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There are (de facto) standard web server interfaces for programming languages e.g. WSGI for Python, Rack for Ruby. Is there the equivalent thing for Haskell? I found two trials, Hack and HSGI, but am not sure which of these (or another one) is more popular in Haskell land.

Waiting for Haskell gurus’ advices!

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up vote 10 down vote accepted

The de facto standard for Haskell is the WAI (Web Application Interface). It is supported by the popular Haskell web framework Yesod, and there are several packages built around this interface available on Hackage.

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Snap does not support WAI. But Happstack is moving to it. – stepcut Oct 9 '11 at 4:16
@stepcut: Do you happen to know why Snap doesn't endorse WAI (yet)? – hvr Oct 9 '11 at 9:39
hvr: mightybyte's answer addresses that – Max Oct 20 '11 at 11:03

It is widely agreed that there are currently three major Haskell web frameworks: Happstack, Yesod, and Snap (in chronological order). Each framework has its own web server. There have been attempts at other web servers, but none of them seem to have gotten off the ground. Happstack is planning to change web servers sometime soon (probably to Warp, which Yesod uses). So this leaves us with two modern mainstream web servers in Haskell: Snap and Warp (also chronological order).

Warp conforms to the interface defined in the wai package, which seems to be an attempt at defining a standard web server interface. However, WAI is used by only one of the current mainstream Haskell web servers, so I simply don't see how one can make a compelling argument that it is a genuine standard. The marginal benefit you get from being a standard is only useful when the standardized players are actually differentiated, and in the case of Snap and Warp, I'm not convinced that they are. The only thing I can think of that differentiates Warp and Snap is that Warp has posted better performance than Snap for a simple pong benchmark. But I've never heard anyone complain that Snap is too slow, so Warp's speed doesn't seem to really differentiate it.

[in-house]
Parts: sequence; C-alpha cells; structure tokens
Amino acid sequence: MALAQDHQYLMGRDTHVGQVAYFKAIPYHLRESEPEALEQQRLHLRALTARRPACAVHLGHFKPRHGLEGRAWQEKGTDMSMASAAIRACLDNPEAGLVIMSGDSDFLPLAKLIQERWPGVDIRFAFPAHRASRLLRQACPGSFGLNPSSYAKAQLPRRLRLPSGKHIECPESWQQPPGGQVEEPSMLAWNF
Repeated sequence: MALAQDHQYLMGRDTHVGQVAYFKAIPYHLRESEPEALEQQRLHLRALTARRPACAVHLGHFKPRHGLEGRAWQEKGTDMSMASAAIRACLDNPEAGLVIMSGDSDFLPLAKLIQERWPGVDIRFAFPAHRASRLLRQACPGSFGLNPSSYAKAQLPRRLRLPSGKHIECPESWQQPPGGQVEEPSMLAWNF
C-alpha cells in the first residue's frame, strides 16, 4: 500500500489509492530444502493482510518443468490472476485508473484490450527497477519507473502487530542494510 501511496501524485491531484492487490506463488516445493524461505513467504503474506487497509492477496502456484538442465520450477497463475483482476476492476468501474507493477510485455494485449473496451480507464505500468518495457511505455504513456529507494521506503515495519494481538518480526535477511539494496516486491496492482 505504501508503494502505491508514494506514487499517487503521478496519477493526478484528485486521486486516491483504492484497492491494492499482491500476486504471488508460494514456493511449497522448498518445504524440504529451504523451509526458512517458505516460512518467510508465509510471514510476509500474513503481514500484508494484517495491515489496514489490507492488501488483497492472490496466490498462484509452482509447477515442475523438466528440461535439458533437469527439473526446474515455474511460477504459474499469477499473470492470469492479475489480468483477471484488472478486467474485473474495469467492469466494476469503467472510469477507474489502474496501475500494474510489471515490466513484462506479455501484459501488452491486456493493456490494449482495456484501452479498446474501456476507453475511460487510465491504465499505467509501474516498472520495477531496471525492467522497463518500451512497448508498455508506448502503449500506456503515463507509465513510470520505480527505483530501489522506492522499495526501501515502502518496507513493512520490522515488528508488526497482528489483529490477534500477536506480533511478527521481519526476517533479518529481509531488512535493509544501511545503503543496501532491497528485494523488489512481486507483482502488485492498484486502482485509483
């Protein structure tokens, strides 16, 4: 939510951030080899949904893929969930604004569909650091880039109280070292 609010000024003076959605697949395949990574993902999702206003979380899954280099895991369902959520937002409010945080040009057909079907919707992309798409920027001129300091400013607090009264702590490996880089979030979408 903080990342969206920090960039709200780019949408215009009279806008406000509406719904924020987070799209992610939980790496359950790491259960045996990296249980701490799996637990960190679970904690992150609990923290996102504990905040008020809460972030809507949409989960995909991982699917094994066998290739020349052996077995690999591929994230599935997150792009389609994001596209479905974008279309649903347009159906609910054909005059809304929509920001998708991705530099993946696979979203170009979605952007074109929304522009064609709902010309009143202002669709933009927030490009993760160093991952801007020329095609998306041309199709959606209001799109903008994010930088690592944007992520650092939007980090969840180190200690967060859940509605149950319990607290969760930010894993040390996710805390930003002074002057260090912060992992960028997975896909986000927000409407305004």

Furthermore, WAI came out before either Snap or Warp existed. When Snap came out, we had different opinions about how the interface should look which made WAI inappropriate for us. WAI has also evolved since then, which further supports the argument that it was premature. After all, what good is a standard if it keeps changing?

If there is an explosion of new Haskell web servers with all kinds of different features and innovations, then I'm sure commonalities would emerge from which a genuine standard could be developed. But until then, I think the choice of web server is fairly insignificant. Both Warp and Snap are good web servers and shouldn't play a significant role in the much bigger choice of which framework you use.

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This misses the point of WSGI/Rack/WAI. 1) Just because a server is popular today does not mean it will be tomorrow. 2) there are other types of backends, including cgi and desktop webkit.WAI is also a source of code reuse between frameworks - middleware/applications can easily be shared. – Greg Weber Oct 20 '11 at 14:25
I'm not arguing that WAI isn't a useful piece of code. I'm answering the original question about a "(de facto) standard web server interface" for Haskell. If that's not the point, then maybe their names are misleading. – mightybyte Oct 20 '11 at 16:43
@GregWeber I get your second point (although the code-reuse comes at the cost of restricting yourself to the common denominator the WAI API exposes), but I don't understand what the first point is referring to. Are You saying that Warp might become less popular at some time in the future, and then web-apps based on WAI might live on with the then-popular servers which provide a WAI compatibility layer (with maybe some penalty due to potential WAI impedance adaptation)? – hvr Oct 21 '11 at 16:32

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